This one day walking itinerary in Yerevan, the capital of Armenia, documents transformed, disappeared, or permanently-closed art institutions in the city center. The itinerary was conducted in 2016 with the art students of the studio-college at the National Center of Aesthetics, one of the oldest alternative art educational hubs in Yerevan. The shared inquiry was based around how knowledge transmission and generational exchanges in the Armenian contemporary art field could be approached—particularly in terms of exploring the fragmented histories of its institutional work.
While the itinerary reflects on a set of former art institutions predominantly from the city center, such as artist-run spaces, art centers or galleries, it also aims to communicate a general sense of the past related with the formation of contemporary art infrastructures after the independence of Armenia from the Soviet Union in 1991. Founded since the early 1990s, these examples reveal various context-sensitive tactics as a search for new aesthetic definitions and shaping notions of both institutional as well as independent critical practices, including models of economic independence. Artists have played crucial roles in the collective intention to build infrastructures, which, as the itinerary shows, vary from educational to commercial, from purely conceptual to programmatic, and from collaborative, local structures to initiatives led by the Armenian diaspora. Despite more than a decade of realized projects and frameworks, by the late-2000s, most of these have collapsed or are in a state of ongoing transformation. The closures have been mainly due to the introduction of neoliberal economic policies and the ongoing state disinterest in supporting sustainable critical structures. Each of these institutional initiatives has depended on their founders’ subjective efforts and associative community enthusiasm.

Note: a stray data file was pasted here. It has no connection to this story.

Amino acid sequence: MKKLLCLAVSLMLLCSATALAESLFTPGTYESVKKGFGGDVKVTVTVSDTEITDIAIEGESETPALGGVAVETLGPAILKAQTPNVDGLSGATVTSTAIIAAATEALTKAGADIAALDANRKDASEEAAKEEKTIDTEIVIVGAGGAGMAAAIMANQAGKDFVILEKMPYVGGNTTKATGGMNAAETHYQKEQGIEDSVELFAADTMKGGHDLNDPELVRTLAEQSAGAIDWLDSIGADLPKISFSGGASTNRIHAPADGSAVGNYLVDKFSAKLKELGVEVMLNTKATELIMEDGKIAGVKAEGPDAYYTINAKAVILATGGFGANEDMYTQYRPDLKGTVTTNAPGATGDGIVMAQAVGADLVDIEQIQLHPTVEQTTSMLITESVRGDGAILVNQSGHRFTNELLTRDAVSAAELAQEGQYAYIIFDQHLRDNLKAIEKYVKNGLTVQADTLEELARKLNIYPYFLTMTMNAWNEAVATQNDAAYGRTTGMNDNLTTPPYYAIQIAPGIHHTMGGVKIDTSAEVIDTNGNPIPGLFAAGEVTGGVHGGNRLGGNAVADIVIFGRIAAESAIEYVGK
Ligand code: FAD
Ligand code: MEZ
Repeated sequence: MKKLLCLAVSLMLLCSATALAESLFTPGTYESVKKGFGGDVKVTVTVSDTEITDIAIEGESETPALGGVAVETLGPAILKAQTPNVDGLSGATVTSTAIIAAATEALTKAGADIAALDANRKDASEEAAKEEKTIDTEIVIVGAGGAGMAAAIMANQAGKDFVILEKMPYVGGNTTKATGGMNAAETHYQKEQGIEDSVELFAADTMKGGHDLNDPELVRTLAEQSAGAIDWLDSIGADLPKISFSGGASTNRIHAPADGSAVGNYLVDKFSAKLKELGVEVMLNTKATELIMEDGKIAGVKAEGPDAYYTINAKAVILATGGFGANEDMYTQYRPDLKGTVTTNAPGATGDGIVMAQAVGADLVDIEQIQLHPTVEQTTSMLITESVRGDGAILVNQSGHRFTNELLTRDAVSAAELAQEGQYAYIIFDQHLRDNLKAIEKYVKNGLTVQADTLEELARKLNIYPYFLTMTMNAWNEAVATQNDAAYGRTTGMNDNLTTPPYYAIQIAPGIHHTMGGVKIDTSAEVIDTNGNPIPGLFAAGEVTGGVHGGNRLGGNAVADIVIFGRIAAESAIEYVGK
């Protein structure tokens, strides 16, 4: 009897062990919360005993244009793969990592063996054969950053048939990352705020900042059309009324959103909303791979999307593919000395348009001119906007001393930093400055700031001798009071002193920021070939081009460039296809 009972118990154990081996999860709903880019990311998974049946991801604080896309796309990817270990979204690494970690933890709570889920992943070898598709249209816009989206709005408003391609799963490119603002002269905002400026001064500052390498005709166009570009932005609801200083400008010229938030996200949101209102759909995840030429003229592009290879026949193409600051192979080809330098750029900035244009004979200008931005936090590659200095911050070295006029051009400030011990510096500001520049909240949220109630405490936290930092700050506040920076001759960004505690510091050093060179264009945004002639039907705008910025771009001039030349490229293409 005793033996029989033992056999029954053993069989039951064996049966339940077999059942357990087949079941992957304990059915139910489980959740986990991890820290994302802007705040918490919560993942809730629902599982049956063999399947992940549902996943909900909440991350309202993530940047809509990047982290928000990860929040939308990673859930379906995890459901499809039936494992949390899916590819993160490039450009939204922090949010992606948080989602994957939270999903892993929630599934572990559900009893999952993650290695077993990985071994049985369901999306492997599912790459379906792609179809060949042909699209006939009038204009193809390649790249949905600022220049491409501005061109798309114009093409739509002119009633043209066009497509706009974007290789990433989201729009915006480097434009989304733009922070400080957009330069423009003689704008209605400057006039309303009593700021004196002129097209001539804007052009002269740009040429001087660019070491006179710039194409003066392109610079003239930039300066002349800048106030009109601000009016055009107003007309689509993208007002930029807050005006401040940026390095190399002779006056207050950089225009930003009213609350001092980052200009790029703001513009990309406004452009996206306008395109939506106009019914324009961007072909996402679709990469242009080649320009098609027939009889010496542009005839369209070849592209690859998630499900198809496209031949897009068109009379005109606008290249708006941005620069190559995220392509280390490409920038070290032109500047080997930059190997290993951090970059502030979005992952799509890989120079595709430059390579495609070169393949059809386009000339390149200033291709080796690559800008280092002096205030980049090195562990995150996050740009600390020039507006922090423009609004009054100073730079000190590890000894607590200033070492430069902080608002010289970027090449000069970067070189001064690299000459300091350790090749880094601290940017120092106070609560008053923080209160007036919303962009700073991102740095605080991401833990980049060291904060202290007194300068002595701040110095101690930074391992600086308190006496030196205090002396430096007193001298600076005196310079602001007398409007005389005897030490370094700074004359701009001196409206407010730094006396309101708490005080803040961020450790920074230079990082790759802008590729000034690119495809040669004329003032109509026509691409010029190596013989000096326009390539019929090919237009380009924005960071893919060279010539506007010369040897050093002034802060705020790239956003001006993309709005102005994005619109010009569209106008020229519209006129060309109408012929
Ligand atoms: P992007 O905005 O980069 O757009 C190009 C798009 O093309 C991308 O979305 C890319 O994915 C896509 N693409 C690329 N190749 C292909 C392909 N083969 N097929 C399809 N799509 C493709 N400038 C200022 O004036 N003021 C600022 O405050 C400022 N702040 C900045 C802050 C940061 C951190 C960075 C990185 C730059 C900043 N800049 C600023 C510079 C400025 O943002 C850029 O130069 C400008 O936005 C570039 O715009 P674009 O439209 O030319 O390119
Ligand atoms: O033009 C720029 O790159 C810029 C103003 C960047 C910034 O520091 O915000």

In this dispatch, a form of chronological mapping presents images of the façades or entrances of these buildings along with short, informative comments—usually unregistered as a cohesive narrative. The images capture the state of the buildings as they were in 2016—either just buildings without any traces of their creative past, or those changed into commercial or service-based use, or simply “For Rent.”
The history of the establishment of the studio-college at the National Center of Aesthetics is itself part of the dynamics of these institutional pasts. My own formative education has passed through this center, as has the art students who participated in this project, as well as the photographer. As we were putting together the online version of the offline day, the studio-college itself closed down permanently at the end of 2017. Perhaps this closure was the only logical final stop for the itinerary to be completed.